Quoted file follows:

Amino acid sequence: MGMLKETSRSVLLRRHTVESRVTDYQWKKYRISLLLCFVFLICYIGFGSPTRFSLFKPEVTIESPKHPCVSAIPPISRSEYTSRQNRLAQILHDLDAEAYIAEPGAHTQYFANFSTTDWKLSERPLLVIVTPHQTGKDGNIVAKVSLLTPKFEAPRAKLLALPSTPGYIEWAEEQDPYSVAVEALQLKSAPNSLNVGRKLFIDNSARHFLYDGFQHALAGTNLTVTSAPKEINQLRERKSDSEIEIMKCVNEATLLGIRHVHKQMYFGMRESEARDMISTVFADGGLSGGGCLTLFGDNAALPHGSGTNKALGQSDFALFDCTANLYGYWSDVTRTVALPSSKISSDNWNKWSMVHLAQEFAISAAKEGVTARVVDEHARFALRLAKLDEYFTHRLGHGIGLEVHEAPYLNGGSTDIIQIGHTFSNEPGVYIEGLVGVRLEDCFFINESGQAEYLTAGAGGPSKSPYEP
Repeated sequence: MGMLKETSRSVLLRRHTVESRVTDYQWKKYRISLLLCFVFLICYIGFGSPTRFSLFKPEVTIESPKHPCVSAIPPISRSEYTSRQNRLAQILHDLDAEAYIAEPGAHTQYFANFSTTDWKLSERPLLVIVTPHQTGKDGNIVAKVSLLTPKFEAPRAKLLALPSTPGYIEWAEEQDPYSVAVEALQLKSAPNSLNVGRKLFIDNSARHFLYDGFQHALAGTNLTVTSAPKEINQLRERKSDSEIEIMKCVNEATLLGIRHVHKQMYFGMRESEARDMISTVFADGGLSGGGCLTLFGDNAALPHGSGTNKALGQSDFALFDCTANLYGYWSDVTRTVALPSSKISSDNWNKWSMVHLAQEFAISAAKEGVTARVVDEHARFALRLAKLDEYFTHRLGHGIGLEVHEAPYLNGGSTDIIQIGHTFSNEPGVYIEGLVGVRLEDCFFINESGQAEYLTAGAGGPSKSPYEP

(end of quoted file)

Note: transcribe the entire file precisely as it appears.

Amino acid sequence: MGMLKETSRSVLLRRHTVESRVTDYQWKKYRISLLLCFVFLICYIGFGSPTRFSLFKPEVTIESPKHPCVSAIPPISRSEYTSRQNRLAQILHDLDAEAYIAEPGAHTQYFANFSTTDWKLSERPLLVIVTPHQTGKDGNIVAKVSLLTPKFEAPRAKLLALPSTPGYIEWAEEQDPYSVAVEALQLKSAPNSLNVGRKLFIDNSARHFLYDGFQHALAGTNLTVTSAPKEINQLRERKSDSEIEIMKCVNEATLLGIRHVHKQMYFGMRESEARDMISTVFADGGLSGGGCLTLFGDNAALPHGSGTNKALGQSDFALFDCTANLYGYWSDVTRTVALPSSKISSDNWNKWSMVHLAQEFAISAAKEGVTARVVDEHARFALRLAKLDEYFTHRLGHGIGLEVHEAPYLNGGSTDIIQIGHTFSNEPGVYIEGLVGVRLEDCFFINESGQAEYLTAGAGGPSKSPYEP
Repeated sequence: MGMLKETSRSVLLRRHTVESRVTDYQWKKYRISLLLCFVFLICYIGFGSPTRFSLFKPEVTIESPKHPCVSAIPPISRSEYTSRQNRLAQILHDLDAEAYIAEPGAHTQYFANFSTTDWKLSERPLLVIVTPHQTGKDGNIVAKVSLLTPKFEAPRAKLLALPSTPGYIEWAEEQDPYSVAVEALQLKSAPNSLNVGRKLFIDNSARHFLYDGFQHALAGTNLTVTSAPKEINQLRERKSDSEIEIMKCVNEATLLGIRHVHKQMYFGMRESEARDMISTVFADGGLSGGGCLTLFGDNAALPHGSGTNKALGQSDFALFDCTANLYGYWSDVTRTVALPSSKISSDNWNKWSMVHLAQEFAISAAKEGVTARVVDEHARFALRLAKLDEYFTHRLGHGIGLEVHEAPYLNGGSTDIIQIGHTFSNEPGVYIEGLVGVRLEDCFFINESGQAEYLTAGAGGPSKSPYEP